Recently I visited the house where Jane Austen wrote most of her books. It was a fascinating glimpse into the life of a literary giant, and it brought home just how much she wrote what she knew. Her heroines are nearly all named after members of her extended family, and many of the issues that she wrote about (being poor with rich relations, or being in love with the wrong man, for example) are drawn directly from her own experiences.
What was really telling, though, was the lifestyle she led. Every morning she would sit at this tiny little table by a window that looked out into her own back garden and write for hours. The afternoon consisted of walks and chores. The evening was when the family gathered to talk about what had happened during their day. If anything.
Seriously, how did women not go absolutely spare with boredom back then? Austen was great at writing in part because she dedicated time to it and had nothing else to distract her. This is the curse and benefit of the modern age – we can do so much more, but it means we DO do so much more. Writing time is a precious and rare commodity, and even when we have some it’s devastatingly easy not to use it properly. As Miss Ju once commented, ‘I sat down to work on my book and ooh, lolcats.’
The vice of Procrastination is a popular and insidious one. There’s tons of quotes about how anyone can achieve anything, provided it’s not what they’re supposed to be doing at that moment. Writing takes way more self-discipline than many people realise, and the art of self-deception is highly developed. Even with productivity hour, I can sit down to work and spend it looking for pictures of the actor I would like to play the hero in the film version (Benedict Cumberbatch) or researching training regimes in the Roman army. Or being struck by a brilliant idea for a scene in the sequel which demands to be written right now. That’s worse because you then have two stories clamouring for attention, and risk rushing the first one to get to the second.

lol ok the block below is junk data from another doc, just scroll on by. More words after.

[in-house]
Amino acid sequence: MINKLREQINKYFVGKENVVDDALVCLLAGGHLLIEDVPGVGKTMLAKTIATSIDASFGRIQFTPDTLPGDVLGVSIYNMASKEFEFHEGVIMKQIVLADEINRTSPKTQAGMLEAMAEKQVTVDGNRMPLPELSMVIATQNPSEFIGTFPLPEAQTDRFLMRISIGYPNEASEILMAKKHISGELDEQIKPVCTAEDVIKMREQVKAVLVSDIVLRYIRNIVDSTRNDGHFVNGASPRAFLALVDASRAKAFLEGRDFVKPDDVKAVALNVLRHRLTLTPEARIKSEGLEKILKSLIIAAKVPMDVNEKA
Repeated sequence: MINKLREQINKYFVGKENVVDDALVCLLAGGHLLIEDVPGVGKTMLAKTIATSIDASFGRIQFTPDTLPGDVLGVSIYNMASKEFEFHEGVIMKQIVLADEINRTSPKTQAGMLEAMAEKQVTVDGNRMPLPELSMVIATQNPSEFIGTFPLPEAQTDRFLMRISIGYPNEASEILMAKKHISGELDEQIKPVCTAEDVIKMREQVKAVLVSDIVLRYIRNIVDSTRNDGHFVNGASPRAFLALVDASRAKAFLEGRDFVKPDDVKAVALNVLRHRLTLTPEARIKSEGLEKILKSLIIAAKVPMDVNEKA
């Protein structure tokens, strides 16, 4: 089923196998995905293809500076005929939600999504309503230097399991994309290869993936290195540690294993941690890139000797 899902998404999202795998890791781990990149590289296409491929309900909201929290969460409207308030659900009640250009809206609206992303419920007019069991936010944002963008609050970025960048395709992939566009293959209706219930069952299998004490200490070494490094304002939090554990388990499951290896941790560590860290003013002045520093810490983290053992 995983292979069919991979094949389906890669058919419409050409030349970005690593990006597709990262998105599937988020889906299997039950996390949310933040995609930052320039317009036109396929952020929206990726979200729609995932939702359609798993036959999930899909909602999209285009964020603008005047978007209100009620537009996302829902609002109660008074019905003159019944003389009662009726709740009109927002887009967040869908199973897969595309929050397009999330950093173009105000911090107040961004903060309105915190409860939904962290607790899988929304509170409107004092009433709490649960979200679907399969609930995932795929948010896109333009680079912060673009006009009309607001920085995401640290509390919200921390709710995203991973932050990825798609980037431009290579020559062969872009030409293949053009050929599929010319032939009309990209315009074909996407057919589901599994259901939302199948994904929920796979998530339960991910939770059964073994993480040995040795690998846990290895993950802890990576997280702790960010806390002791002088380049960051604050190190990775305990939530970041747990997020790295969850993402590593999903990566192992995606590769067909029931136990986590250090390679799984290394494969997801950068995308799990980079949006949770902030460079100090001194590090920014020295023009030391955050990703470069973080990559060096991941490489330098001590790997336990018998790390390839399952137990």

I recently got ambushed on the train by the narrator of my sequel, who walked into my head fully formed and demanded in no uncertain terms that I give her some room. It’s awesome when that happens because you have this incredible character who really excites you and has a life of its own. It’s also a problem because I have to largely ignore her until the first book is done. And she really doesn’t like that.